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# Self-organization in Space and Time

Self-organization is an important topic across scientific disciplines. Be it the spontaneous flocking of birds or dramatic phase transitions like superconductivity in materials, collective behavior without underlying intelligence occurs everywhere.

Many of these behaviors involve synchronization, or self-organization in time, such as activation in heart cells or the simultaneous blinking of certain firefly species. Others are aggregations, or self-organization in space, like swarming insects, flocking birds, or the alignment of electron spins in magnetic material.

Despite their conceptual similarity, self-organization in space and time have largely been treated separately. “I was curious about whether the two fields had been wedded, and it turns out they hadn’t, at least not fully,” Kevin O’Keeffe, a postdoctoral researcher at the Massachusetts Institute of Technology, said. “I knew all these tricks and mathematical tools from synchronization, and I was looking to cross-fertilize them into the swarming world.”

O’Keeffe, along with Hyunsuk Hong of Chonbuk National University in South Korea and Steven Strogatz of Cornell University, developed a simple mathematical model for simultaneous spatially-coordinated and synchronous behavior [1]. They designed their “swarmalator” model to be as simple as possible in order to understand general principles before applying it to more realistic physical or biological systems.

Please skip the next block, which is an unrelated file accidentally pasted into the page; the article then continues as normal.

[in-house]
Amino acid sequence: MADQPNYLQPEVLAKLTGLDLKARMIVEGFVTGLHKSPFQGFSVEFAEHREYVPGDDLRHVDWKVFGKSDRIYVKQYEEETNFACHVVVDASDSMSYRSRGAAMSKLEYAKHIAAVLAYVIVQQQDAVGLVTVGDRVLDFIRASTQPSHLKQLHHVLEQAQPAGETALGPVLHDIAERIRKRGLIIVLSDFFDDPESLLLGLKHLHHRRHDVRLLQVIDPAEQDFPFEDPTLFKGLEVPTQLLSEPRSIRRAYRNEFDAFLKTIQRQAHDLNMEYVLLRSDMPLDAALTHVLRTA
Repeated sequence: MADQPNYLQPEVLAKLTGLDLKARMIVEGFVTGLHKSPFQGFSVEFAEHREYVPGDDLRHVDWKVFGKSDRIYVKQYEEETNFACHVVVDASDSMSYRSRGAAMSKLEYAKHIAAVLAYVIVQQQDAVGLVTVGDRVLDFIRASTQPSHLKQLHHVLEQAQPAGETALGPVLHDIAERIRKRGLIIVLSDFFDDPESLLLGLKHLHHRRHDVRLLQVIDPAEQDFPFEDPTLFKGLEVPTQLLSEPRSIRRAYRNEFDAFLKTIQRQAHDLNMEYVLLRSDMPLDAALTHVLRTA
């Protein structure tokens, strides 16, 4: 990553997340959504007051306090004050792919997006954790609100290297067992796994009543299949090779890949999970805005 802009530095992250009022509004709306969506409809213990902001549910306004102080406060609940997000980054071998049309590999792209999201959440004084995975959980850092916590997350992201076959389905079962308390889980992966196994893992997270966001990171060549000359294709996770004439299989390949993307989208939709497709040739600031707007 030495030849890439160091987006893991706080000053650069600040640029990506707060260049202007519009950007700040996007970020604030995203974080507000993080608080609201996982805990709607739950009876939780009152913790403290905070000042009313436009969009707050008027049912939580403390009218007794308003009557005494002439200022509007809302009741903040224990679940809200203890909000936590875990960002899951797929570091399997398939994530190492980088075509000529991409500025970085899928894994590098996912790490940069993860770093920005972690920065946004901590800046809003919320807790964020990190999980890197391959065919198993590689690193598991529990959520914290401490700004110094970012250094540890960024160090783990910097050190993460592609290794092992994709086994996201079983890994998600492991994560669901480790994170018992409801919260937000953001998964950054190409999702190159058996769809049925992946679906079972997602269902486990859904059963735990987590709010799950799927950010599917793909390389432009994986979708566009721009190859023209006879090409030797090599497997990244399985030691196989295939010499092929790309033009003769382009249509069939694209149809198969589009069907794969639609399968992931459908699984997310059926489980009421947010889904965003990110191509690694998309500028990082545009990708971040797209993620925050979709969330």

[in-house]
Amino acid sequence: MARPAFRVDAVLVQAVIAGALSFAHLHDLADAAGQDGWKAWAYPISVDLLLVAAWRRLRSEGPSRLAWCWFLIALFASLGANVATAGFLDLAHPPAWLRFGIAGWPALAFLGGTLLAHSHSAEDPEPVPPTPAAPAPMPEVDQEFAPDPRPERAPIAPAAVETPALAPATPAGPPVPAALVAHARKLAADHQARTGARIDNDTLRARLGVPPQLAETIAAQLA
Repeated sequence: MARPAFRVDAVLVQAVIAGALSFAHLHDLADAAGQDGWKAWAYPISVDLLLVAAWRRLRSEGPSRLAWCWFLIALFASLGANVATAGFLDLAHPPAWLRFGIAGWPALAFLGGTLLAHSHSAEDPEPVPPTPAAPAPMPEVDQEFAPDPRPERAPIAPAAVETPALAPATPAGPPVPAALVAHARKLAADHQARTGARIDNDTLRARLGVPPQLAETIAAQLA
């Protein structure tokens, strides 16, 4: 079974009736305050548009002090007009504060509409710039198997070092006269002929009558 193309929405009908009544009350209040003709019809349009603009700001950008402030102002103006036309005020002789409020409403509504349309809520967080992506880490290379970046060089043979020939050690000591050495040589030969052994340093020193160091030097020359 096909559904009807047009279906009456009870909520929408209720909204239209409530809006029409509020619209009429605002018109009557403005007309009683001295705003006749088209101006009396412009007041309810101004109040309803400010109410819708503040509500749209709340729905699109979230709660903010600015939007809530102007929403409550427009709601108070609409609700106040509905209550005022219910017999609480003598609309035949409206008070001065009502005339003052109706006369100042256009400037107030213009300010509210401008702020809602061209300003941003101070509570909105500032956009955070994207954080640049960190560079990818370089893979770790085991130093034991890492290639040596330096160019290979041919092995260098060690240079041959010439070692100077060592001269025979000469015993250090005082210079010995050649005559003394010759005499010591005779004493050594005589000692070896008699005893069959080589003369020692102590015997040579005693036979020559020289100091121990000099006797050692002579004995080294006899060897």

“We came across these Japanese tree frogs that had exactly the right ingredients,” O’Keeffe said. “If you observe a bunch of frogs in a field, they not only synchronize their calling but also move around and form swarms, so they have both spatial and temporal degrees of freedom.”

The team also considered sperm, which move collectively and beat their tails synchronously, triggered by certain chemical reactions. Despite its simplicity, the swarmalator model exhibits multiple distinct complex behaviors, depending on the interactions of the individual elements of the oscillating swarms.

The mathematical study of synchronization began about 50 years ago, when nonlinear dynamics pioneer Arthur Winfree developed a simple model for circadian rhythms based on interacting oscillators. A few years later, physicist Yoshiki Kuramoto simplified Winfree’s model and solved it exactly. Researchers have created many variations of the Kuramoto model to address everything from firefly flashes to superconductivity; it is also similar in mathematical form to several physics-based models of magnetism.

O’Keeffe and his team based the swarmalator model on the simplest form of the Kuramoto model: a system of coupled ordinary differential equations (one for every oscillator). Each oscillator interacts with all others at the same strength — there is no falling off with distance or communication time lag, for example. A single (scalar) parameter sets both the strength of the interaction and the system’s preference as to whether all the oscillators are in or out of phase. The systems cycle freely when the parameter is zero, much like the minute hand of a clock revolving at a steady rate of one cycle per hour.